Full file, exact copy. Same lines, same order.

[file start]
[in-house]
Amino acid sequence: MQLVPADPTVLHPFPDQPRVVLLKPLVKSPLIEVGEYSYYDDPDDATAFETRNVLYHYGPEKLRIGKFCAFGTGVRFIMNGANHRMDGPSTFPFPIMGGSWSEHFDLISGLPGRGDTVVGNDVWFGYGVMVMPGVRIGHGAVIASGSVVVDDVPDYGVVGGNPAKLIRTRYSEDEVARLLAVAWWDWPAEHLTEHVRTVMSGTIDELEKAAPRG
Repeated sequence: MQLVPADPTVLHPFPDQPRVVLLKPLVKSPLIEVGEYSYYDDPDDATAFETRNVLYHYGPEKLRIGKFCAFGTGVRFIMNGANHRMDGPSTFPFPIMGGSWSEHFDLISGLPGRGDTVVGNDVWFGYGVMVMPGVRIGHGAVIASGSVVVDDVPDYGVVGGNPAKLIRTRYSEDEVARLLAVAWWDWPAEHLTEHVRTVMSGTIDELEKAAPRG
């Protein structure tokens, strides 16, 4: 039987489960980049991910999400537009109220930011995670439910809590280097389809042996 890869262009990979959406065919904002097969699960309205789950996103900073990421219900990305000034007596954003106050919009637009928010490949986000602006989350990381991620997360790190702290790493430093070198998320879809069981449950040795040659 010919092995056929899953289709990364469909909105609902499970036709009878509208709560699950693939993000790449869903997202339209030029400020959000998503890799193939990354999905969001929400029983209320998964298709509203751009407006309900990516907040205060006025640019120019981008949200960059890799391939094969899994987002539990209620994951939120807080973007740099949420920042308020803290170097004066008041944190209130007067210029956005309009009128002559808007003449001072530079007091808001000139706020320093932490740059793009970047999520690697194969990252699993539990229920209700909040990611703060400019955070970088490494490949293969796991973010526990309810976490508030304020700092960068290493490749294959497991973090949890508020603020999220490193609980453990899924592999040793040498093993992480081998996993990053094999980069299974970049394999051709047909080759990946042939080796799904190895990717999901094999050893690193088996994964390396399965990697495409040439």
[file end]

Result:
[in-house]
Amino acid sequence: MQLVPADPTVLHPFPDQPRVVLLKPLVKSPLIEVGEYSYYDDPDDATAFETRNVLYHYGPEKLRIGKFCAFGTGVRFIMNGANHRMDGPSTFPFPIMGGSWSEHFDLISGLPGRGDTVVGNDVWFGYGVMVMPGVRIGHGAVIASGSVVVDDVPDYGVVGGNPAKLIRTRYSEDEVARLLAVAWWDWPAEHLTEHVRTVMSGTIDELEKAAPRG
Repeated sequence: MQLVPADPTVLHPFPDQPRVVLLKPLVKSPLIEVGEYSYYDDPDDATAFETRNVLYHYGPEKLRIGKFCAFGTGVRFIMNGANHRMDGPSTFPFPIMGGSWSEHFDLISGLPGRGDTVVGNDVWFGYGVMVMPGVRIGHGAVIASGSVVVDDVPDYGVVGGNPAKLIRTRYSEDEVARLLAVAWWDWPAEHLTEHVRTVMSGTIDELEKAAPRG
């Protein structure tokens, strides 16, 4: 039987489960980049991910999400537009109220930011995670439910809590280097389809042996 890869262009990979959406065919904002097969699960309205789950996103900073990421219900990305000034007596954003106050919009637009928010490949986000602006989350990381991620997360790190702290790493430093070198998320879809069981449950040795040659 010919092995056929899953289709990364469909909105609902499970036709009878509208709560699950693939993000790449869903997202339209030029400020959000998503890799193939990354999905969001929400029983209320998964298709509203751009407006309900990516907040205060006025640019120019981008949200960059890799391939094969899994987002539990209620994951939120807080973007740099949420920042308020803290170097004066008041944190209130007067210029956005309009009128002559808007003449001072530079007091808001000139706020320093932490740059793009970047999520690697194969990252699993539990229920209700909040990611703060400019955070970088490494490949293969796991973010526990309810976490508030304020700092960068290493490749294959497991973090949890508020603020999220490193609980453990899924592999040793040498093993992480081998996993990053094999980069299974970049394999051709047909080759990946042939080796799904190895990717999901094999050893690193088996994964390396399965990697495409040439």